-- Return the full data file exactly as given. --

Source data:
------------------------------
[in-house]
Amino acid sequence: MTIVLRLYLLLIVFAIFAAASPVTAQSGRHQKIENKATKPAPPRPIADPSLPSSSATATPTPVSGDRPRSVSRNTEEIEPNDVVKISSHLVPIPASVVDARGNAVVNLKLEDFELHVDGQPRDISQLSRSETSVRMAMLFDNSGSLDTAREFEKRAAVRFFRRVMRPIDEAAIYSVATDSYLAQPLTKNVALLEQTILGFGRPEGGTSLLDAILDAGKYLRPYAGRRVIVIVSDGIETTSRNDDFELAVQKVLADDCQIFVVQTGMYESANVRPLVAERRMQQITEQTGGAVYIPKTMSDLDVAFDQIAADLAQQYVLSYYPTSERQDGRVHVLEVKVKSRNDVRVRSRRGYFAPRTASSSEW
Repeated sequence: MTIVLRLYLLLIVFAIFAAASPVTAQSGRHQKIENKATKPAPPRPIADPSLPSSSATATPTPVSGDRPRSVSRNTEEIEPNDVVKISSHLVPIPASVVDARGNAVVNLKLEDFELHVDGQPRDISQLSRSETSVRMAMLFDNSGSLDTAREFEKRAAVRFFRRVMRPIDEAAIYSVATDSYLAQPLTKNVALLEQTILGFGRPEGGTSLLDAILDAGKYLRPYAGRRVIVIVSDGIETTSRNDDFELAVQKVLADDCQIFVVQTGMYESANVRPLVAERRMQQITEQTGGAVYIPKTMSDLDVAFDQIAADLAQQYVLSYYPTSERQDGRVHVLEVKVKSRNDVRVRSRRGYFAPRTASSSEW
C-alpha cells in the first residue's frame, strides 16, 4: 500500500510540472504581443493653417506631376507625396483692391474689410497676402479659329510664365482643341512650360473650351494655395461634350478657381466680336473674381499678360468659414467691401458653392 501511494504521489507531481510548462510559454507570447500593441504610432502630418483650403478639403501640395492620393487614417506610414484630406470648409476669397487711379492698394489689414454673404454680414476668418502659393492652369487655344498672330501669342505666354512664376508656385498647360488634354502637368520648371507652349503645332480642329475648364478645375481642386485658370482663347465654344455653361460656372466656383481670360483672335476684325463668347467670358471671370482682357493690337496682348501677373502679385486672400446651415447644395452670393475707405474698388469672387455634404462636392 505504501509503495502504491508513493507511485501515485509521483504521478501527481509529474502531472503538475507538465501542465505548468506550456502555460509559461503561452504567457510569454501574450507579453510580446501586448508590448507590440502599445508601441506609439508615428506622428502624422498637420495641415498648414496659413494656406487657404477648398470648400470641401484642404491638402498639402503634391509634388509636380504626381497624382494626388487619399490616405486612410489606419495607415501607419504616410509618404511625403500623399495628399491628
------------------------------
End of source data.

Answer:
[in-house]
Amino acid sequence: MTIVLRLYLLLIVFAIFAAASPVTAQSGRHQKIENKATKPAPPRPIADPSLPSSSATATPTPVSGDRPRSVSRNTEEIEPNDVVKISSHLVPIPASVVDARGNAVVNLKLEDFELHVDGQPRDISQLSRSETSVRMAMLFDNSGSLDTAREFEKRAAVRFFRRVMRPIDEAAIYSVATDSYLAQPLTKNVALLEQTILGFGRPEGGTSLLDAILDAGKYLRPYAGRRVIVIVSDGIETTSRNDDFELAVQKVLADDCQIFVVQTGMYESANVRPLVAERRMQQITEQTGGAVYIPKTMSDLDVAFDQIAADLAQQYVLSYYPTSERQDGRVHVLEVKVKSRNDVRVRSRRGYFAPRTASSSEW
Repeated sequence: MTIVLRLYLLLIVFAIFAAASPVTAQSGRHQKIENKATKPAPPRPIADPSLPSSSATATPTPVSGDRPRSVSRNTEEIEPNDVVKISSHLVPIPASVVDARGNAVVNLKLEDFELHVDGQPRDISQLSRSETSVRMAMLFDNSGSLDTAREFEKRAAVRFFRRVMRPIDEAAIYSVATDSYLAQPLTKNVALLEQTILGFGRPEGGTSLLDAILDAGKYLRPYAGRRVIVIVSDGIETTSRNDDFELAVQKVLADDCQIFVVQTGMYESANVRPLVAERRMQQITEQTGGAVYIPKTMSDLDVAFDQIAADLAQQYVLSYYPTSERQDGRVHVLEVKVKSRNDVRVRSRRGYFAPRTASSSEW
C-alpha cells in the first residue's frame, strides 16, 4: 500500500510540472504581443493653417506631376507625396483692391474689410497676402479659329510664365482643341512650360473650351494655395461634350478657381466680336473674381499678360468659414467691401458653392 501511494504521489507531481510548462510559454507570447500593441504610432502630418483650403478639403501640395492620393487614417506610414484630406470648409476669397487711379492698394489689414454673404454680414476668418502659393492652369487655344498672330501669342505666354512664376508656385498647360488634354502637368520648371507652349503645332480642329475648364478645375481642386485658370482663347465654344455653361460656372466656383481670360483672335476684325463668347467670358471671370482682357493690337496682348501677373502679385486672400446651415447644395452670393475707405474698388469672387455634404462636392 505504501509503495502504491508513493507511485501515485509521483504521478501527481509529474502531472503538475507538465501542465505548468506550456502555460509559461503561452504567457510569454501574450507579453510580446501586448508590448507590440502599445508601441506609439508615428506622428502624422498637420495641415498648414496659413494656406487657404477648398470648400470641401484642404491638402498639402503634391509634388509636380504626381497624382494626388487619399490616405486612410489606419495607415501607419504616410509618404511625403500623399495628399491628